|Issue No 90||30 March 2001|
Heart of Stone
As the economy slows down and workers are laid off, this Tool is trying to make a buck teaching bosses how to tell people they're fired. Rosemary Foxcroft, welcome to the Shed!
Foxcroft is the brains behind a new service in turning bosses into bigger bastards. Her company DBM prides itself on being a "worldwide leader in providing strategic solutions that help align their workforces to meet changing business needs". We think this is a euphemism 'for shafting the little guy'.
She's come to our attention because she's sunk to issuing media releases in a bid to drum up business. A local hack asked us for comment and sent it over. When it arrived, we thought it was a hoax.
It starts with an attention grabber: managers who sack staff double their usual risk of a heart attack in the next week. We call that rough justice, Foxcroft calls it a business opportunity.
If the pretence isn't silly enough, the substance is downright naff. What follows is a series of down home advice for employers wielding the axe.
Little pearls of wisdom like:
- "Prepare the message: write a script you will use during the meeting;"
- "Prepare the materials: explain the rationale and prepare all severance information in writing"
- "Prepare yourself emotionally: Don't assume personal responsibility for the termination".
Foxcroft also offers a range of suggested responses should the employee happen to get angry. They give a fair indication of what's going on inside this Tool's head:
Why was I selected? Who made the final decision?
Suggested Response: The selection was based on a number of factors, including individual job skills, work experience, organisational needs, tenure and performance. These decisions are always difficult, but they were reviewed and approved by management.
What recourse do I have?
Suggested Response: Employees are always free to talk with a higher level of management. However, because management has already carefully reviewed the decision, it is unlikely that the outcome will change.
Can I continue to work for a period of time?
Suggested Response: No. We feel it is in your best interest and the organisation's that you utilise your time exploring employment opportunities outside the company. That is also why we have brought in an Outplacement firm to assist you I preparing for your job search.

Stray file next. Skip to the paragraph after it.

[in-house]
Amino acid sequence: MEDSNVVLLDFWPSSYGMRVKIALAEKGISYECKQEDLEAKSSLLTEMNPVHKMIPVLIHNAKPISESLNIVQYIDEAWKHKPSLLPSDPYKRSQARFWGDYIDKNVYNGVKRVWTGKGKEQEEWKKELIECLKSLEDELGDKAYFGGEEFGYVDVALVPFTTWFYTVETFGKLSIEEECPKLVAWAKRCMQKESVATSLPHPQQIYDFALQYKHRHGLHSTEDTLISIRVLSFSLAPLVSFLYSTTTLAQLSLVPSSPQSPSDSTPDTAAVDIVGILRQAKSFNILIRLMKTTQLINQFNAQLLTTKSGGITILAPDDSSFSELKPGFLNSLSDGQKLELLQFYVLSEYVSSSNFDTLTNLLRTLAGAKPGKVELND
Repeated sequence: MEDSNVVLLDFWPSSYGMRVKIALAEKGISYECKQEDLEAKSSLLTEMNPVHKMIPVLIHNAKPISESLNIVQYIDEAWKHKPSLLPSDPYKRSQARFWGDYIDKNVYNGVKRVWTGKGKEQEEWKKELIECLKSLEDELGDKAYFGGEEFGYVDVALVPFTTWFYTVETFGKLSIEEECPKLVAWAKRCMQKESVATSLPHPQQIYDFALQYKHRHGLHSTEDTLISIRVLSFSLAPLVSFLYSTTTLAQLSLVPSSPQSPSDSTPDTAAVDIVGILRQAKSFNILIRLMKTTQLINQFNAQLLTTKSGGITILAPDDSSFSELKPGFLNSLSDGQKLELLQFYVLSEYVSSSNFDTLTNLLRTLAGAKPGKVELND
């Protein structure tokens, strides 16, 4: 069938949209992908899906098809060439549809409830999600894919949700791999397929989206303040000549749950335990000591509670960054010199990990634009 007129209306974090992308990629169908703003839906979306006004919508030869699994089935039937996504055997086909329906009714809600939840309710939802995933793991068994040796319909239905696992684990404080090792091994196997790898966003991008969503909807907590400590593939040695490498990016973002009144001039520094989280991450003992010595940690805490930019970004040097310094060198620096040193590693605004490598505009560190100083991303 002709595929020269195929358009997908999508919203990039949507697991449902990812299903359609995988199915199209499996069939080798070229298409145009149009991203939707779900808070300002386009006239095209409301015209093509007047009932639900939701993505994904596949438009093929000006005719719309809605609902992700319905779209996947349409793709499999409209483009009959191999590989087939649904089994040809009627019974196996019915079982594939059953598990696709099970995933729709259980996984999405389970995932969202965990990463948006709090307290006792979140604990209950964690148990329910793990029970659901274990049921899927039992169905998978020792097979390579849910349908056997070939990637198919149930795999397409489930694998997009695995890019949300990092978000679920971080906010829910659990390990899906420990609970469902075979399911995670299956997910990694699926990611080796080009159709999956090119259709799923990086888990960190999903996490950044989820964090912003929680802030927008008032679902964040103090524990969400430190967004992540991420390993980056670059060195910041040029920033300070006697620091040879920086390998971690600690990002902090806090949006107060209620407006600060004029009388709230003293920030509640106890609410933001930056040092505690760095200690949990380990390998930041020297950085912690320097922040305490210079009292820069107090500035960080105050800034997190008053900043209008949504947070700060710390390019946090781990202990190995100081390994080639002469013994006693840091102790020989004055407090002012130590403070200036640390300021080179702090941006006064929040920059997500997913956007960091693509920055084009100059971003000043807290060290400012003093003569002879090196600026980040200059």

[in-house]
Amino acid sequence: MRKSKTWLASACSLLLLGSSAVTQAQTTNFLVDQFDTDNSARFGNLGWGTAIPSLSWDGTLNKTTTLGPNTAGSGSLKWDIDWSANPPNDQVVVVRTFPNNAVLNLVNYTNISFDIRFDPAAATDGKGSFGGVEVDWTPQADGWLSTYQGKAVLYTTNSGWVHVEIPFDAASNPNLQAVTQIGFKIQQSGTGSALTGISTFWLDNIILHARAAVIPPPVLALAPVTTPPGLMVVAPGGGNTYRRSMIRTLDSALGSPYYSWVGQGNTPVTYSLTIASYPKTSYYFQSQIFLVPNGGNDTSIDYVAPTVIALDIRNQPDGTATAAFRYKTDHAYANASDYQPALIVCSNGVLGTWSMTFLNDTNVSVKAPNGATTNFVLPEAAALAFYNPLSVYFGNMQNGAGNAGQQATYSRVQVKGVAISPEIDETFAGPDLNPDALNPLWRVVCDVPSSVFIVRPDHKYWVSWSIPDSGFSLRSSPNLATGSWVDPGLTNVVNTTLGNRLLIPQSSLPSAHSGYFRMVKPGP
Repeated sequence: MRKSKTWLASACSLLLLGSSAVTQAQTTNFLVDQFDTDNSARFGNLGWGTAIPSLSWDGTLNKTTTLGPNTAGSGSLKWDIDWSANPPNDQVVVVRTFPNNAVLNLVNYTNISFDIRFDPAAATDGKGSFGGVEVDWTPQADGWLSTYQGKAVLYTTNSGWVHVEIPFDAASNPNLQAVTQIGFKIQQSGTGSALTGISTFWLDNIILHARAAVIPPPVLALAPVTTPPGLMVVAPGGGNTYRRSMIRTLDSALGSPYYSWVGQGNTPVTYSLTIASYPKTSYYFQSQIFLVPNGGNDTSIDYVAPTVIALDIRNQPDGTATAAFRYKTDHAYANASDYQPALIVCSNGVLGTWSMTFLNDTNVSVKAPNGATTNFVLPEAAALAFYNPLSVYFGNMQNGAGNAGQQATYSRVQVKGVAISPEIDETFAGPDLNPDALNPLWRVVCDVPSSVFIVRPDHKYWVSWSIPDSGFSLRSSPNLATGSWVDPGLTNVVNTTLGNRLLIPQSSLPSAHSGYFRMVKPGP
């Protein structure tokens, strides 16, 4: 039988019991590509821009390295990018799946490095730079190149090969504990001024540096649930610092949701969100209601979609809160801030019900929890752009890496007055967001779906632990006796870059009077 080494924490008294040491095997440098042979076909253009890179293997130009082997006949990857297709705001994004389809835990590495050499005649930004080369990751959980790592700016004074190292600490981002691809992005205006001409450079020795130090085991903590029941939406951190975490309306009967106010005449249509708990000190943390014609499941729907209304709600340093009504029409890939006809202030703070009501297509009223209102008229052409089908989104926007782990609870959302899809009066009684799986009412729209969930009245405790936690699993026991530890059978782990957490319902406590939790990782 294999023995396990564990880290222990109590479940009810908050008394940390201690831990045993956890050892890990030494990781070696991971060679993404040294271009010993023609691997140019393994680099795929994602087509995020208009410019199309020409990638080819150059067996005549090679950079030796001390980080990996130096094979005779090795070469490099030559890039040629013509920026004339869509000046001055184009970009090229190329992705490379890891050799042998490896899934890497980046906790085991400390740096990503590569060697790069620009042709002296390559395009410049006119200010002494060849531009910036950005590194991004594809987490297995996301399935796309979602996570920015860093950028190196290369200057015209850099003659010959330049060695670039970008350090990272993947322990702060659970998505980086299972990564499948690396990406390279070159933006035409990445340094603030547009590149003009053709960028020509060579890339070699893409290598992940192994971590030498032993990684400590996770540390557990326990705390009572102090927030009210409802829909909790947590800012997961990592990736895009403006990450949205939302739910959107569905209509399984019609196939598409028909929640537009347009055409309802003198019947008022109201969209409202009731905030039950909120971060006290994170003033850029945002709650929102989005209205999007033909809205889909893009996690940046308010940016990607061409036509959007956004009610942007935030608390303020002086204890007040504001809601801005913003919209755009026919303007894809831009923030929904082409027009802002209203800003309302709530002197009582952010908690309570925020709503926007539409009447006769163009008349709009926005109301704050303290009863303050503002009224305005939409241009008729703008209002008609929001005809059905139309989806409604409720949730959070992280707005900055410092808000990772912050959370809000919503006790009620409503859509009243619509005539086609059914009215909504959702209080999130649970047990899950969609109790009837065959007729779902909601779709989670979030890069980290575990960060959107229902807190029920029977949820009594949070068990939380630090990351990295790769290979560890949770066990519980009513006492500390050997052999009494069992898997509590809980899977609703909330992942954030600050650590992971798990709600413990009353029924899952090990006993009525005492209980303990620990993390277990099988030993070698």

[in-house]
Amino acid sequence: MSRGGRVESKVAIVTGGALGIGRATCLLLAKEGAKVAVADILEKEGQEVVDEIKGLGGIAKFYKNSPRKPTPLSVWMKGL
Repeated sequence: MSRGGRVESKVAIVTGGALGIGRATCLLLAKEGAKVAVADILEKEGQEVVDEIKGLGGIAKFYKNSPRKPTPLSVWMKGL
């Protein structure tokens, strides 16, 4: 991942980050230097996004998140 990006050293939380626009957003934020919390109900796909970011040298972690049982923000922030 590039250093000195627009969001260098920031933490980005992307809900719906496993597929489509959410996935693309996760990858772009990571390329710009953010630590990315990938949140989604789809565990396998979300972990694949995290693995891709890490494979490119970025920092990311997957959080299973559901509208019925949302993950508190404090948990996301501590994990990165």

Can I be re-hired?
Suggested Response: You are eligible for re-hire. However, the probability of that is unlikely. That is why you should concentrate your efforts on finding employment outside the company.
I want to talk with Mr/Ms "X" (eg the Manager's boss)
Suggested Response: Of course you are free to make an appointment to see him/her, but I must tell you that he/she is fully aware of the decision and supports it.
I can't understand why I can't be considered for something else?
Suggested Response: Before this decision was made, every effort was made to explore other options.
How can you do this to me after so many years?
Suggested Response: The reorganisation was necessary for business reasons.
So there you have it. In a world of almost unlimited management prerogative, Foxcroft proves that nothing exceeds like excess.
We can only hop the day is soon when she is summonsed to an office and told "The selection was based on a number of factors ..." Of course, we'd take another more direct tack. "You are a the Weakest Link. Your Are a Tool. Goodbye".
Interview: On the Up and Up
On the eve of new figures showing the slide in union membership may be bottoming out, ACTU secretary Greg Combet takes stock of the state of the movement.
Unions: Organising Theory
Labor Council’s Chris Christodoulou reports back from this week’s ACTU Organising Conference
Economics: The Failure of the Third Way
In his presentation to this week's ACTU Organising Conference, John Buchanan painted a dark picture of the emerging labour market.
History: Emblems of Unity
The Gregory J. Smith Collection of Trade Union badges was auctioned today in Sydney. Smith compiled a book on 763 of his remarkable collection which was published in 1992.
Legal: Della's Compo Plan
Labour lawyer Richard Brennan places the NSW workers compensation reforms under the microscope.
International: East Timor Goes Union
Workers in the fledgling nation have established their equivalent to the ACTU to build a safety net for workers.
Satire: Management for the Post-Industrial World
A new management fad is sweeping the post-industrial world, which has major social and political implications at the macro and micro level. We have called it "Purge Management Strategy" (PMS).
Review: Surviving The Temptations of TV Island
Cultural analyst Mark Morey rakes over the coals of American TV culture to find very little is there.
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Last Modified: 15 Nov 2005